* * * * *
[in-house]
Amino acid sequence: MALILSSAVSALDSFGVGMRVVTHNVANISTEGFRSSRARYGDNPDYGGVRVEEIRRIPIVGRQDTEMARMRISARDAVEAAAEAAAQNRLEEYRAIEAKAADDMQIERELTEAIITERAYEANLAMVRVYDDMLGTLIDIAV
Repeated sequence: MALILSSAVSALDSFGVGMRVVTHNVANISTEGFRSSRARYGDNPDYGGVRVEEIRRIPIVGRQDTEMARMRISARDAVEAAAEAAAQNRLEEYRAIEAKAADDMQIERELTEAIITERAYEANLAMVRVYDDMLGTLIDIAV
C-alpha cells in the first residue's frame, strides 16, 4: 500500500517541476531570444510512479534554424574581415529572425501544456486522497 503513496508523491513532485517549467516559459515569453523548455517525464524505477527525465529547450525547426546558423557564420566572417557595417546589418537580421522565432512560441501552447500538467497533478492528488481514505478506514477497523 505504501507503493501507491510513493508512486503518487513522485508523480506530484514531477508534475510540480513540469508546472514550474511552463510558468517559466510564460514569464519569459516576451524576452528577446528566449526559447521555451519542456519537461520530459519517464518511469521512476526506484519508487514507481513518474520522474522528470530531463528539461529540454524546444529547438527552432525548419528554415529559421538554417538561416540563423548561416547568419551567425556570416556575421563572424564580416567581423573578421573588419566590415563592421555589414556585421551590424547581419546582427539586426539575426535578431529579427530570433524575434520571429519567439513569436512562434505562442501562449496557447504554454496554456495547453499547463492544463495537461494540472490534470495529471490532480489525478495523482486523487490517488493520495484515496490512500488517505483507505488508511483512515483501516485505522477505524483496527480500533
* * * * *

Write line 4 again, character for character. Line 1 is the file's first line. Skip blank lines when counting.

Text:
C-alpha cells in the first residue's frame, strides 16, 4: 500500500517541476531570444510512479534554424574581415529572425501544456486522497 503513496508523491513532485517549467516559459515569453523548455517525464524505477527525465529547450525547426546558423557564420566572417557595417546589418537580421522565432512560441501552447500538467497533478492528488481514505478506514477497523 505504501507503493501507491510513493508512486503518487513522485508523480506530484514531477508534475510540480513540469508546472514550474511552463510558468517559466510564460514569464519569459516576451524576452528577446528566449526559447521555451519542456519537461520530459519517464518511469521512476526506484519508487514507481513518474520522474522528470530531463528539461529540454524546444529547438527552432525548419528554415529559421538554417538561416540563423548561416547568419551567425556570416556575421563572424564580416567581423573578421573588419566590415563592421555589414556585421551590424547581419546582427539586426539575426535578431529579427530570433524575434520571429519567439513569436512562434505562442501562449496557447504554454496554456495547453499547463492544463495537461494540472490534470495529471490532480489525478495523482486523487490517488493520495484515496490512500488517505483507505488508511483512515483501516485505522477505524483496527480500533